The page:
man with money in pocket

Michael John Dell’ Olio, a broker with North Atlantic Securities was permanently barred from association with Financial Industry Regulatory Association finding that Dell `Olio failed to cooperate with an investigation into potential violations of federal securities laws. Department of Enforcement v. Michael John Dell’ Olio, No. 2012034939302 (May 4, 2015).
FINRA’s Department of Enforcement had filed a complaint on December 16, 2014, claiming that Dell’ Olio had twice failed to cooperate with a scheduled testimony, violating Rule 8210 and 2010. The Decision, per Rule 9215(f) and 9269(a), came from Olio’s failure to answer a complaint which was filed subsequent to Olio’s failure to comply.
The Decision indicated that in June, 2011, the State of Maine’s Department of Professional and Financial Regulation launched an investigation into Olio’s violations of securities regulations and laws. Subsequently, Maine’s Office of Securities had revoked Dell’ Olio’s Maine license, finding that Dell’ Olio engaged in unethical and dishonest practices which had included making false statements, borrowing from a client, and forging documents. FINRA became aware of Dell’ Olio’s conduct upon his former firm filing a Form U6 regarding their knowledge of Dell’ Olio’s Maine registration becoming revoked.
FINRA registered representatives like Dell’ Olio who do not cooperate with FINRA’s investigations often face a permanent bar from practicing in the securities industry as such lack of cooperation violates FINRA’s Rule 8210 – requiring that no member or person shall fail to provide information or testimony or permit an inspection and copying of books, records, or accounts pursuant to the rule. FINRA typically accompanies a Rule 8210 violation with a Rule 2010 violation when individuals, according to FINRA, do not appear to observe high standards for commercial honor and just and equitable principles of trade.
Public disclosure records via FINRA’s BrokerCheck reveal that on June 10, 2011, Maine’s Office of Securities alleged that Dell `Olio engaged in dishonest, unlawful, and unethical practices by borrowing money from a client under circumstances where the broker-dealer’s written supervisory procedures did not permit borrowing in violation of Maine’s Office of Securities Rule Ch. 504, NASD Rule 2370; by borrowing money from a client in violation of Maine’s Office of Securities Ch. 515; borrowing money for the express purpose of purchasing a building and then using a significant portion of the proceeds for other purposes; creating and submitting letters of authorization bearing false signatures, and making false statements to Maine’s Office of Securities’ staff.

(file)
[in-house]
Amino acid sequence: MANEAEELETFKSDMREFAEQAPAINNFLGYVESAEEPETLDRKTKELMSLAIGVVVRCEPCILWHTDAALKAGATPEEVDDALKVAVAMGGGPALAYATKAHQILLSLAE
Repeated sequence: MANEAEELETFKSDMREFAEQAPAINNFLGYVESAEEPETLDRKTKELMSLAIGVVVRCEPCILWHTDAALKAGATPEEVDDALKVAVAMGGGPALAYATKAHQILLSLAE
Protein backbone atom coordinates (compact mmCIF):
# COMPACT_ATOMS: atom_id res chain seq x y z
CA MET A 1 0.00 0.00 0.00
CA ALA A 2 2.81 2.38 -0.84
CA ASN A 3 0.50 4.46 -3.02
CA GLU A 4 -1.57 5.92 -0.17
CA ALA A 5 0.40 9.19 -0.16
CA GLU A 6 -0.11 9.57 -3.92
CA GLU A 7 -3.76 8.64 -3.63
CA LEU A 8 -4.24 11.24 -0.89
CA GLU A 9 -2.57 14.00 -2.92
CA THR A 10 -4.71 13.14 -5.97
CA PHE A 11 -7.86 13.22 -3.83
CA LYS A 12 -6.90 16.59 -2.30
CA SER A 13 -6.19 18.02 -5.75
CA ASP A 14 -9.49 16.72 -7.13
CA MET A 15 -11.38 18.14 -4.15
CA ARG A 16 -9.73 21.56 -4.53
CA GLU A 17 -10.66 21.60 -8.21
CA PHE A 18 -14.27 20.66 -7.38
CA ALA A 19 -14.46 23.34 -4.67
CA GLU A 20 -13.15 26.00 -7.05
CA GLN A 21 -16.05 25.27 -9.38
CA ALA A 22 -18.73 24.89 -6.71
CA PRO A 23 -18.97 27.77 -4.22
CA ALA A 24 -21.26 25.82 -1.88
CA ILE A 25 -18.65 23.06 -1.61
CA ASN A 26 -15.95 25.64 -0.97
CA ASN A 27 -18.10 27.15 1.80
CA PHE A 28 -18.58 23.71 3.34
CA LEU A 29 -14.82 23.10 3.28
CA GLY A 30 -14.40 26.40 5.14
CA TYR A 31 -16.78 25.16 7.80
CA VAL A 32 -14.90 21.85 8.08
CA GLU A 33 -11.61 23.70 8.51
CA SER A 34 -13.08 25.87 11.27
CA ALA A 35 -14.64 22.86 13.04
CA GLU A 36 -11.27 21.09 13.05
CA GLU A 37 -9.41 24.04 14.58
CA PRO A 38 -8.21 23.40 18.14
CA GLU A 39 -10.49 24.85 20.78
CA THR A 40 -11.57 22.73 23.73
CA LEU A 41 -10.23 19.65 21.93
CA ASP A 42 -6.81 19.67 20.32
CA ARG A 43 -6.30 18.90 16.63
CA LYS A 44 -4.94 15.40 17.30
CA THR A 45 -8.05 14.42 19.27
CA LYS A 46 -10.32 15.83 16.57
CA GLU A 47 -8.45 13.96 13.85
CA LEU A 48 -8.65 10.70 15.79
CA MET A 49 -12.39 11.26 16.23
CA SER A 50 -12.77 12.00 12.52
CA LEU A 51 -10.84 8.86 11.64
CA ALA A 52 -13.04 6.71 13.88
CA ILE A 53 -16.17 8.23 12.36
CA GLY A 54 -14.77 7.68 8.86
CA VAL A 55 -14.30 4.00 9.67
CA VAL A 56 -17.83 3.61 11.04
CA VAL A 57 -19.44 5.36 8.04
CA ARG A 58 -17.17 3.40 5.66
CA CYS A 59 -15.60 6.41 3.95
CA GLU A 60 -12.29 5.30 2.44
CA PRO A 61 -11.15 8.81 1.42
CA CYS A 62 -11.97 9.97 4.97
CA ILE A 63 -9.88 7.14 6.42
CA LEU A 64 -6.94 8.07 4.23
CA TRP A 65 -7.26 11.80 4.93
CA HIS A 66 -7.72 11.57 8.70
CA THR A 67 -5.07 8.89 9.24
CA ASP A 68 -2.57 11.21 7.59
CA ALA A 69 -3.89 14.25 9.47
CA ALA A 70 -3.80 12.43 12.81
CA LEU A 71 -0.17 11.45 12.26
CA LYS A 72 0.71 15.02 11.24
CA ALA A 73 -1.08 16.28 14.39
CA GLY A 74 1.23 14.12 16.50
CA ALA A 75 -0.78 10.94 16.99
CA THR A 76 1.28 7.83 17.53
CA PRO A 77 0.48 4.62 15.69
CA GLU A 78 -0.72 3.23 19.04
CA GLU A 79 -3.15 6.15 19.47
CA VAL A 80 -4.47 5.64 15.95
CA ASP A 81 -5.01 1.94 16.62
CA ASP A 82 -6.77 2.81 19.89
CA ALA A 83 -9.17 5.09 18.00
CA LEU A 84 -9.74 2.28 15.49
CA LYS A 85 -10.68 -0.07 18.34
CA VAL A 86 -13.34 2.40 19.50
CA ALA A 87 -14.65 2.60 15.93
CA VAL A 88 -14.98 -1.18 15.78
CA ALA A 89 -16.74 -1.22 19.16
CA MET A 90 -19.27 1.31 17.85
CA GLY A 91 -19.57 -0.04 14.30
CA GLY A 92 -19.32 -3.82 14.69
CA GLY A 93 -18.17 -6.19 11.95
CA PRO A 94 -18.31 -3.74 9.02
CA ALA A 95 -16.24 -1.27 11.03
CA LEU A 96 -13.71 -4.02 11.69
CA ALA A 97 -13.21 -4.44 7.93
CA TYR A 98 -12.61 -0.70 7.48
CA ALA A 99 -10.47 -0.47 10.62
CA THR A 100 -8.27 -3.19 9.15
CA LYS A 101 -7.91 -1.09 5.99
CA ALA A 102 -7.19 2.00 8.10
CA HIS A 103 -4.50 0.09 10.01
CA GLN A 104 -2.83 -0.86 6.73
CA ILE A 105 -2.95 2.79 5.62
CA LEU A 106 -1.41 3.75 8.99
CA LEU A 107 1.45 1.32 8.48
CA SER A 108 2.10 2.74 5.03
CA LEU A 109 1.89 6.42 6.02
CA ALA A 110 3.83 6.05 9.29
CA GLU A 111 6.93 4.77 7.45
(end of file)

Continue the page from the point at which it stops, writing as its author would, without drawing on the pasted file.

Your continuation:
Firms and individuals, not surprisingly, are prohibited from unauthorized use of customer funds, borrowing of a customer’s securities or funds, forgery, non-disclosures or misstatements of material facts, and various deceptions and manipulations. Such conduct can also be found to violate criminal and other civil laws, and be subject to sanction from the federal and state government bodies.
Securities brokerage firms have a duty to supervise their brokers and the sales practices of their brokers, and to review customer statements for, among other things, evidence of suitability, unauthorized trading, or excessive activity.
Guiliano Law Group
If you have been the victim of securities fraud and you have a complaint, you should consult with an attorney. The practice of Nicholas J. Guiliano, Esq., and The Guiliano Law Group, P.C., is limited to the representation of investors in claims for fraud in connection with the sale of securities, the sale or recommendation of excessively risky or unsuitable securities, breach of fiduciary duty, and the failure to supervise. We accept representation on a contingent fee basis, meaning there is no cost unless we make a recovery for you, and there is never any charge for a consultation or an evaluation of your claim. For more information contact us at (877) SEC-ATTY.